After classifying the sample data by broad verticals, very clear trends emerge.

Variation in user behavior by device type by industry


Unsurprisingly, food is the sector most affected by the behavioral change of users. According to my analysis, the percentage of traffic per device has changed significantly over the past few weeks. Food businesses saw an average increase of 36% in sessions from computers (this traffic now stands at 42% of total traffic, up from 31% before the pandemic). The percentage of sessions coming from mobile has meanwhile decreased by 21% (46% of total traffic in these times of isolation, versus 58% before the pandemic).

Change in user behavior since the start of the year in the food sector




Could the drastic change in user behavior (36% increase in desktop traffic) be due to the fact that food companies were quickly overloaded with traffic, which in some cases completely blew up their site? 

Since mobile versions are less stable and often slower, would they have encouraged users to use their home computers?

If you are thirsty to know more about the food industry in these times of pandemic, I advise you to watch our  virtual aperitif on the subject , in the company of Jean-François Renaud (founding partner at Adviso) and Alain Dumas (former senior Sobeys executive and online grocery pioneer).


External factors, like the lockdown situation, certainly affect how users browse the internet and interact with web properties.

In these times of change and transformation, it is more important than ever to track the behavior of your users through your analytical platforms like Google Analytics. As the situation is constantly changing, you may notice that behaviors fluctuate rapidly depending on contextual elements (we are thinking in particular of government announcements).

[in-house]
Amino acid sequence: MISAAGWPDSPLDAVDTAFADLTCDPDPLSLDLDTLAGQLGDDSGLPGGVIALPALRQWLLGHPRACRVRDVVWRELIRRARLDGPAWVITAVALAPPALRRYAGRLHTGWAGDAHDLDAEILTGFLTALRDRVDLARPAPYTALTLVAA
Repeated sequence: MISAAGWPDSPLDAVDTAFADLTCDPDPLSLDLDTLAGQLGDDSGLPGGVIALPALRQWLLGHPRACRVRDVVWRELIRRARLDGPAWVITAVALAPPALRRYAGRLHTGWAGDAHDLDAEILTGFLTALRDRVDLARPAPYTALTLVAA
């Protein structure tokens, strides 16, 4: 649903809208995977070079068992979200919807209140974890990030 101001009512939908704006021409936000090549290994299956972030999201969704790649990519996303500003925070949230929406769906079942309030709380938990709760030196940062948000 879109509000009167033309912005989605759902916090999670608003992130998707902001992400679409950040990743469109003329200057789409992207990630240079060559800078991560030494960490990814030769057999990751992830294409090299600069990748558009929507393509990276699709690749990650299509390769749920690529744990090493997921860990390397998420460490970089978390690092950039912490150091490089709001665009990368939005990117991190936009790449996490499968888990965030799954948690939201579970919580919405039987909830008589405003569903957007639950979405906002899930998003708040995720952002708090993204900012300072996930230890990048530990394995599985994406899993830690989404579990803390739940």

If you observe behavioral changes, for example a certain type of device, a certain page or even certain keywords causing a large volume of traffic, consider adapting your communication strategy and optimizing the user experience on your site. Whether through CRO (Conversion Rate Optimization) for pages with more visits, optimization of organic positioning (Search Engine Optimization) for keywords and themes that record search growth, or the redefinition of strategies media depending on the volume of use of different digital channels, several methods allow you to remain agile. 

What will happen when the lockdown is lifted? Will we see a return to “normal” at the level of the device preferred by users? My guess is between yes and no. 

Yes, because consumers are going to start going out again and using their cell phones for quick  on-the-go searches.  

No, because some users will have become accustomed to carrying out certain purchases on a certain device and may have discovered a more efficient way of carrying out this task. One thing is certain: shopping online is much more efficient on a computer (search module, keyboard and mouse) than on a mobile phone with a 7-inch screen!